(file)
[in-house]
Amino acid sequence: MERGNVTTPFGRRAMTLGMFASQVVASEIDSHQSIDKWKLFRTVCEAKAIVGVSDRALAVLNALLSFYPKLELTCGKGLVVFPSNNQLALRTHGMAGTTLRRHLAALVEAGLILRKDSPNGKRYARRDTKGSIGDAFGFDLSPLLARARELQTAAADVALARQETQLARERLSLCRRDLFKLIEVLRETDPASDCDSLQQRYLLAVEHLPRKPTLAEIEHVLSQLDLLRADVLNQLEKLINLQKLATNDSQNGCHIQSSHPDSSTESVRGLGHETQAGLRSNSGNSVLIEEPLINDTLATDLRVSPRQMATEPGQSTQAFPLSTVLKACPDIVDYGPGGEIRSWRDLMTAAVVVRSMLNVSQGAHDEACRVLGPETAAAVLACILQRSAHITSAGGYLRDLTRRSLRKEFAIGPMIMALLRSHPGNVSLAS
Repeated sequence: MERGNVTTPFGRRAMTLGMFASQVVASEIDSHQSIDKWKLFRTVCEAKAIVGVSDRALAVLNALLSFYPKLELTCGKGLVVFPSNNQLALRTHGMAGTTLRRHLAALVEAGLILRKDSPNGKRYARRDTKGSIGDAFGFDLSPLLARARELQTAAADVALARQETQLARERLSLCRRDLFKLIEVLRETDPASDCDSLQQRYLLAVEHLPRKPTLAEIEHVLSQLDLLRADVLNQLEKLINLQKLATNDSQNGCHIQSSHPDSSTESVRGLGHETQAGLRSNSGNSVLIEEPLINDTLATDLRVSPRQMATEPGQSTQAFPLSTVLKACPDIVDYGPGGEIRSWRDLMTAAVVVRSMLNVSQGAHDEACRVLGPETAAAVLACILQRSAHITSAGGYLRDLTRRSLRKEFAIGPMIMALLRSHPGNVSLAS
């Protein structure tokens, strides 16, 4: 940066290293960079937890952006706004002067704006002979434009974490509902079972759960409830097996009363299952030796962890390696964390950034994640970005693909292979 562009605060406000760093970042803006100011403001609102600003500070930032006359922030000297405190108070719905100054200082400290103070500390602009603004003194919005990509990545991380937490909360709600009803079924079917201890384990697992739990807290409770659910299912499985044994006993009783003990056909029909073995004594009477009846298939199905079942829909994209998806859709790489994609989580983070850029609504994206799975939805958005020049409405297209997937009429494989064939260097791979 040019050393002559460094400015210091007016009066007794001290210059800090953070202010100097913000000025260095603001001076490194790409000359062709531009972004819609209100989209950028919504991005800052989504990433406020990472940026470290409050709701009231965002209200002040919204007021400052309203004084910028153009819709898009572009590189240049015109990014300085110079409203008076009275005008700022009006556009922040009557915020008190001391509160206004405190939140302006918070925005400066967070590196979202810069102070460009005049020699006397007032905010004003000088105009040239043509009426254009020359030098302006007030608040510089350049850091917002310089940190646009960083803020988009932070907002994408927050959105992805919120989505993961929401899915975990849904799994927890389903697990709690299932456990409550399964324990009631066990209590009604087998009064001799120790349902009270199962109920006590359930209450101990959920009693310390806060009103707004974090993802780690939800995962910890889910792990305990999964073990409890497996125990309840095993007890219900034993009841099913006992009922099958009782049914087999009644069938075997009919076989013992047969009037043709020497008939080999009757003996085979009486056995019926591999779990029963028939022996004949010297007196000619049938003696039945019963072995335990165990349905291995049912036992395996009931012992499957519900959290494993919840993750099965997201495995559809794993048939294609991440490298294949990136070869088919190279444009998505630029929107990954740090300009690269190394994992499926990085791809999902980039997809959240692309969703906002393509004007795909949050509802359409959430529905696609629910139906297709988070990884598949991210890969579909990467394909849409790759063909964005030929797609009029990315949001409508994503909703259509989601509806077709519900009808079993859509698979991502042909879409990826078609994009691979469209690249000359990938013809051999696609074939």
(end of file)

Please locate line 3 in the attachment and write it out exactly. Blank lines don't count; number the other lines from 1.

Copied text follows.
Repeated sequence: MERGNVTTPFGRRAMTLGMFASQVVASEIDSHQSIDKWKLFRTVCEAKAIVGVSDRALAVLNALLSFYPKLELTCGKGLVVFPSNNQLALRTHGMAGTTLRRHLAALVEAGLILRKDSPNGKRYARRDTKGSIGDAFGFDLSPLLARARELQTAAADVALARQETQLARERLSLCRRDLFKLIEVLRETDPASDCDSLQQRYLLAVEHLPRKPTLAEIEHVLSQLDLLRADVLNQLEKLINLQKLATNDSQNGCHIQSSHPDSSTESVRGLGHETQAGLRSNSGNSVLIEEPLINDTLATDLRVSPRQMATEPGQSTQAFPLSTVLKACPDIVDYGPGGEIRSWRDLMTAAVVVRSMLNVSQGAHDEACRVLGPETAAAVLACILQRSAHITSAGGYLRDLTRRSLRKEFAIGPMIMALLRSHPGNVSLAS